Tough love for adult children

love tough

From the time our children go to kindergarten, we begin the process of letting go as we surrender them to the influence of others.  We let go of them a little more as each year passes. When they leave home it’s a big step and it takes both parents and children time to adjust and to work out new ways of relating.

Move forward a few years and a couple of possible scenarios exist – your children have become so independent that they no longer have much time for you; you have managed to achieve a fine balance in the relationship where they are completely independent but you have a respectful, loving relationship with them; or they are still overly dependent on you. In the third case, you may have to practice some tough love.

A cycle of enabling

When an adult child is overly dependent on you as a parent, it’s not good for him or you. Tough love is scary – you do not want to alienate your adult child so you give in to demands.  You love your child fiercely and that fear of what would happen if you withdrew your support can keep you trapped in a vicious cycle of enabling.

Where do you draw the line?

Ask yourself the following questions:

  • Does your adult child feel entitled to demand money?
  • Do you feel you live from one crisis to the next?
  • How much do you have to sacrifice to meet your adult child’s needs?
  • Do you feel resentful, stressed, used and burnt out by the constant demands?

If you have answered ‘yes’ to any of the above questions, you have a problem. You are enabling dysfunctional behavior and you need to draw the line. I know this is easier said than done but you need to find a way to be supportive and understanding but firm at the same time.

What does tough love really mean?

I think there is some misunderstanding over the concept of tough love. When I was suffering from an auto-immune illness, I felt that people were giving me tough love and I did not like it one bit. All I wanted was some compassion and instead I was constantly being encouraged not to give in to the illness as though it was all in my head. In retrospect I realize that what was offered was not tough love at all but came from a lack of understanding. The word tough often has a negative connotation – people forget about the love part. Practicing tough love does not mean being controlling or lacking in understanding and compassion – it often hurts the giver more than the receiver.

Children have to develop accountability for their actions or they go through life with an attitude of entitlement, thinking that nothing is their fault. This is where tough love comes in – to help develop that accountability.  It takes a lot of strength and resolve from parents – sometimes it’s one of the hardest things you’ll ever have to face. When we don’t allow them to bear the consequences of their actions, we take away their ability to learn from their mistakes.

Be honest

You need to be honest with yourself and honest with your children. Realize how your behavior may be preventing them from becoming responsible adults. The truth is that when you draw the line, the initial reaction will probably be shock and you may feel like a ‘bad’ parent for a while. However, it usually leads to a better relationship in the long run. They must understand that you care for them deeply but that you cannot be manipulated.

Respect your differences

Tough love has nothing to do with forcing your kids to live according to your standards. They will always make decisions you don’t agree with and you need to know when to keep your mouth shut. If they ask for your opinion, share your thoughts without being critical. If they don’t want your opinion, keep quiet even if you feel the decisions they are making are wrong.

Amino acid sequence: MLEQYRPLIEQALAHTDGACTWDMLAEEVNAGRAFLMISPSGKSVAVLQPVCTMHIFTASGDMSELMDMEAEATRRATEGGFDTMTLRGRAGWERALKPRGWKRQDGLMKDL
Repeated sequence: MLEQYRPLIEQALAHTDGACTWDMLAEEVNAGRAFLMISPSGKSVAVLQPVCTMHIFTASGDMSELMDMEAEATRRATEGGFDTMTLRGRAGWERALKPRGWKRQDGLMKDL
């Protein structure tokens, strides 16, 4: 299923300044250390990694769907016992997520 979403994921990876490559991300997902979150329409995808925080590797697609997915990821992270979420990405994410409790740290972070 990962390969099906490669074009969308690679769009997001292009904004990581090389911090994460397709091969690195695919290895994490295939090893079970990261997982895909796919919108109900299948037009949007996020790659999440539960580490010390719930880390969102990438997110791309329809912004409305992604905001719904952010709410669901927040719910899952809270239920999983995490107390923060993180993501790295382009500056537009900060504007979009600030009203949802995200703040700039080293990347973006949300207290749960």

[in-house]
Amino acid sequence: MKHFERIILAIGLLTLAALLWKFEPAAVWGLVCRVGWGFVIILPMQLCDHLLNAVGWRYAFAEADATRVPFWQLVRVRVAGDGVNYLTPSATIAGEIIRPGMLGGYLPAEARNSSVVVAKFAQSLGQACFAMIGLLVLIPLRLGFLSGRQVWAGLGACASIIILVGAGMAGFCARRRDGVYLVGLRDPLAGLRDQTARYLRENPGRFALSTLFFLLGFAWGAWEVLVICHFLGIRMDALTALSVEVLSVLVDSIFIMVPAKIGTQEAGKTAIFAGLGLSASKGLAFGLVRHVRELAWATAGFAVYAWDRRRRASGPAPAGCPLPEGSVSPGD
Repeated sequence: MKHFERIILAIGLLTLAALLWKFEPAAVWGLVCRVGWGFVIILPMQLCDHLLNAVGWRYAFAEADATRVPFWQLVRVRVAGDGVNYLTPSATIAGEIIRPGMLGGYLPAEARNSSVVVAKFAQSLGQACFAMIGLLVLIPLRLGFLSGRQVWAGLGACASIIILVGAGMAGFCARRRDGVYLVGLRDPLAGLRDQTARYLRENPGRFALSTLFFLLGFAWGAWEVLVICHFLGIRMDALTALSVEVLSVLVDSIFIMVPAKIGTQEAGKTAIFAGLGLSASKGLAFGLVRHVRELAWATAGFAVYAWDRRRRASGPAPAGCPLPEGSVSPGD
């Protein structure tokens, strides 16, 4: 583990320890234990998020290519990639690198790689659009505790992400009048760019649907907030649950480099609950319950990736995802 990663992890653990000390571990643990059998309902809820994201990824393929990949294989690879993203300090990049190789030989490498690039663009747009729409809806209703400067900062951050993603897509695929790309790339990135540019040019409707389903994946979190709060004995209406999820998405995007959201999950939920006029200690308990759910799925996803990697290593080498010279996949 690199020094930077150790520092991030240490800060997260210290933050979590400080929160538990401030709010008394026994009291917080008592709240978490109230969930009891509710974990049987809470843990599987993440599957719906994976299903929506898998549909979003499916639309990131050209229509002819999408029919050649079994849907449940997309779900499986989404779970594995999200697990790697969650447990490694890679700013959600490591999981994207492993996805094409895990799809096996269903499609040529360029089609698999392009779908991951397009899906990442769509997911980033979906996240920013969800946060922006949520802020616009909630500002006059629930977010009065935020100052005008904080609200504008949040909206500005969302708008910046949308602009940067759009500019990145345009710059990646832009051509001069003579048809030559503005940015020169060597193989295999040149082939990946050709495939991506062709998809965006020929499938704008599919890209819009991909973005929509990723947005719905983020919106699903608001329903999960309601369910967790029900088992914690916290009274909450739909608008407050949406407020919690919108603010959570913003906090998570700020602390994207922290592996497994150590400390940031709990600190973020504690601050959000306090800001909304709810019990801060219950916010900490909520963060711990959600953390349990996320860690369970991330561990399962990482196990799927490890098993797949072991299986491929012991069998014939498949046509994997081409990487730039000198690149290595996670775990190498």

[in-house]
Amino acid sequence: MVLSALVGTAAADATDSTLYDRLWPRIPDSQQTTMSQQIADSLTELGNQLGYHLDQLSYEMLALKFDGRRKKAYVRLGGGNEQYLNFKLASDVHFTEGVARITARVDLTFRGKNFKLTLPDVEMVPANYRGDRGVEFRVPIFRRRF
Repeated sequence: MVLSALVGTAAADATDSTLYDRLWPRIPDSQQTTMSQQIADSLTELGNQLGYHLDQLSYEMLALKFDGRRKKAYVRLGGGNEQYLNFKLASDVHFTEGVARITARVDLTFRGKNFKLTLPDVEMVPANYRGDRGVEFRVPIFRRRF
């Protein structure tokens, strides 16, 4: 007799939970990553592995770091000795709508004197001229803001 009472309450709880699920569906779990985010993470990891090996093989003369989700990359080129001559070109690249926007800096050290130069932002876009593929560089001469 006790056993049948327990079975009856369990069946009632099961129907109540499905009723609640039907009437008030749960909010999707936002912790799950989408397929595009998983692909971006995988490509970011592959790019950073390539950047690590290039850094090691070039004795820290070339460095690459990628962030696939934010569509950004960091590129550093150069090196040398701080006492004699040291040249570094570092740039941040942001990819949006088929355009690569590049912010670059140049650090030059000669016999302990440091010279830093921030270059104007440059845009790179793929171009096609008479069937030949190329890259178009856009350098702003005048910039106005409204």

Show your love

This is harder when they no longer live with you and you don’t have any control over their actions. You may not  agree with their choices or their lifestyle. Keep showing your love,  even if you hate their behavior. If you’re tough on them and that essential ingredient of love is missing, you can destroy the relationship.

Detach from their problems

Realize that their problems are not your problems no matter how much you feel that they are. You do not have to take responsibility when their decisions and actions get them into trouble. This is not easy – you will naturally want to rush in and ‘save’ them.

Focus on yourself and your marriage

You spend years sacrificing for your children. Your focus is on raising them as best as you can. After they leave, your focus has to change. They should no longer need you in the way they did before. If they find it hard to let go, you will have to be the one who insists that they learn to stand on their own two feet. If you’re married, now’s the time to focus on reigniting the spark that may have gone out of your relationship and enjoying life together rather than worrying all the time about your grown children.

Financial help – how much is too much?

One problematic area is that of finances. When parents help their children too much financially, they usually do so because they want to protect them. They forget how much they learned from their own financial struggles.

Helping adult children financially can drain parents of finances at a time when they need to start thinking about retirement. Parents should not help out if they can’t afford to do so – especially if they have to dip in to retirement savings.  Of course, there are some exceptions. My brother became very ill in his twenties and was unable to work – my parents took him in for a few years and I would do exactly the same for my children.

As a parent it makes sense to help with costs that contribute to a child’s independence if you can. Perhaps you could help a child with a down payment on a car or a deposit for an apartment near to a place of work. You may want to give them money as a gift or assist them with a loan. If you loan money, it’s important to decide on a realistic repayment schedule and make sure they keep to it.

Don’t ever just dish out money. Have a conversation first where you find out why they are battling financially, what changes they are willing to make and whether they have thought about how they will avoid such problems in the future.

The current economic situation does mean that adult children move back in with their parents more often than in the past. This comes with its own set of challenges but it can work if the boundaries are clearly defined.